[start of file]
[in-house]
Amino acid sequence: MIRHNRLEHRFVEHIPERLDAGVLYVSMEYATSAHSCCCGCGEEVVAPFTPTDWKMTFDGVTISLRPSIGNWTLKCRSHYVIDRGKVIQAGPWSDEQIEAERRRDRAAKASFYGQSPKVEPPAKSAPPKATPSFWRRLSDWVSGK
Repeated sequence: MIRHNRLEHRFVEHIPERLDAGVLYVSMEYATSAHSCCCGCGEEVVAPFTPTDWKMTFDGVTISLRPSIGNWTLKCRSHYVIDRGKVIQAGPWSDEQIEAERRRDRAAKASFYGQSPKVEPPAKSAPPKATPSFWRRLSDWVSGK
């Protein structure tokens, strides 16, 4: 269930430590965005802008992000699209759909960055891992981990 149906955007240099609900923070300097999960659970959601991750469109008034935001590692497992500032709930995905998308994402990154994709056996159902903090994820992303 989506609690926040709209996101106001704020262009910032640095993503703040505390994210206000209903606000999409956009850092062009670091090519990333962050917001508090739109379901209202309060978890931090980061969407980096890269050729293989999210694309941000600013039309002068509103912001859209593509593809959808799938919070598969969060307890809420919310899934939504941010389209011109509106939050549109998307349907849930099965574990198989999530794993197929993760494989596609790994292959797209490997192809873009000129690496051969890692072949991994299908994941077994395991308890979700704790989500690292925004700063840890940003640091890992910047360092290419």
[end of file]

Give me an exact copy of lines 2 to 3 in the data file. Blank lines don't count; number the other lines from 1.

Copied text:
Amino acid sequence: MIRHNRLEHRFVEHIPERLDAGVLYVSMEYATSAHSCCCGCGEEVVAPFTPTDWKMTFDGVTISLRPSIGNWTLKCRSHYVIDRGKVIQAGPWSDEQIEAERRRDRAAKASFYGQSPKVEPPAKSAPPKATPSFWRRLSDWVSGK
Repeated sequence: MIRHNRLEHRFVEHIPERLDAGVLYVSMEYATSAHSCCCGCGEEVVAPFTPTDWKMTFDGVTISLRPSIGNWTLKCRSHYVIDRGKVIQAGPWSDEQIEAERRRDRAAKASFYGQSPKVEPPAKSAPPKATPSFWRRLSDWVSGK